At about 8:20 Friday morning, the first of hopefully two baby Bald Eagles poked its way out of its egg on a live cam feed in the Washington D.C. National Arboretum. The proud momma and poppa, which have been nicknamed “Mr. President” and “The First Lady” are the first Bald Eagles to nest there since 1947, according to the American Eagle Foundation.
Bald Eagles were first heavily hunted because they supposedly fed on salmon to such a degree that it interfered with human dependence on that particular resource. After that myth was disproved, the Bald Eagle Protection Act outlawed the hunting of the iconic bird, but then a widely used pesticide callede DDT almost wiped the species out.
DDT would concentrate in the food chain, eventually becoming toxic in the larger predators. It was originally thought that DDT caused eggshells to become thinner and that was what decimated raptor populations across the country. However, it turns out that DDT simply interfered with their ability to reproduce. Kind of like birth control for birds. As a result, by 1963 there were only 417 mating pairs of Bald Eagles left.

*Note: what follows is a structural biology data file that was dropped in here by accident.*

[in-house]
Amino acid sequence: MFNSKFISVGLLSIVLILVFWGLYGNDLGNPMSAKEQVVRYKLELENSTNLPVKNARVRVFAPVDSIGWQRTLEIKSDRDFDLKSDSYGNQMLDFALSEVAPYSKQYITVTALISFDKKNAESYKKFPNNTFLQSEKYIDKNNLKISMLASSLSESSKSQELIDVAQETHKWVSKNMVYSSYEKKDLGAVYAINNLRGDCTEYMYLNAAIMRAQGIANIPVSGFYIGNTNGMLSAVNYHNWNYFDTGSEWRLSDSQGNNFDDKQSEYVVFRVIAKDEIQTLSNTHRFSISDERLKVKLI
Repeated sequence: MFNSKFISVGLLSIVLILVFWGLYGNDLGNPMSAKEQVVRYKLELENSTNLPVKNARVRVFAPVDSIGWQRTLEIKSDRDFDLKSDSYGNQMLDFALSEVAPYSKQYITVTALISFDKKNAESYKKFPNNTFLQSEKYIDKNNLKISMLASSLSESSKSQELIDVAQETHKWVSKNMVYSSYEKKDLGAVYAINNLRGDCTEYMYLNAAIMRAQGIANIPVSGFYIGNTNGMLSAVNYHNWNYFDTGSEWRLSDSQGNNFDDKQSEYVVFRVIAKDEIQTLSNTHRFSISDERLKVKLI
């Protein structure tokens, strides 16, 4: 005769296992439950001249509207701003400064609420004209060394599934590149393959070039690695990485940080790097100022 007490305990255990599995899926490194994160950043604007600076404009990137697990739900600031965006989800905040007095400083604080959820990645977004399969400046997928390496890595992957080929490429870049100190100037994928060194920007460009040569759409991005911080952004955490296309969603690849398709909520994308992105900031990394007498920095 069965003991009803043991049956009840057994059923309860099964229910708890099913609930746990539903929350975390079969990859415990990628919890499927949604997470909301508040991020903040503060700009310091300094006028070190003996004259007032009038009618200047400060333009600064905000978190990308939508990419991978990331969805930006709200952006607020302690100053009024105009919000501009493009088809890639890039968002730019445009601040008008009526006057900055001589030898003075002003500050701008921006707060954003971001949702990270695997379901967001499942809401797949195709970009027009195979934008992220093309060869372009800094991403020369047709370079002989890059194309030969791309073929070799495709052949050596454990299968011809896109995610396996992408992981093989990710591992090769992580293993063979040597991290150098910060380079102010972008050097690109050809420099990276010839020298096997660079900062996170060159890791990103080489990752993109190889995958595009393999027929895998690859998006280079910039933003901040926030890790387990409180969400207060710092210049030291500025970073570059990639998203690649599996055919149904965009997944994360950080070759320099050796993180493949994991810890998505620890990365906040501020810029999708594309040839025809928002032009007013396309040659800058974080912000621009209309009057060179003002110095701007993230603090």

But since DDT was banned in 1972 for this very reason (thank you, evil gub’mint regulation!), the population has exploded to over 100,000 of the majestic birds. Plus this little fella from early Friday morning:
If you want to watch the live feed, you can go to DCeaglecam to see all the cuteness for yourself!
Featured image via NPR by way of American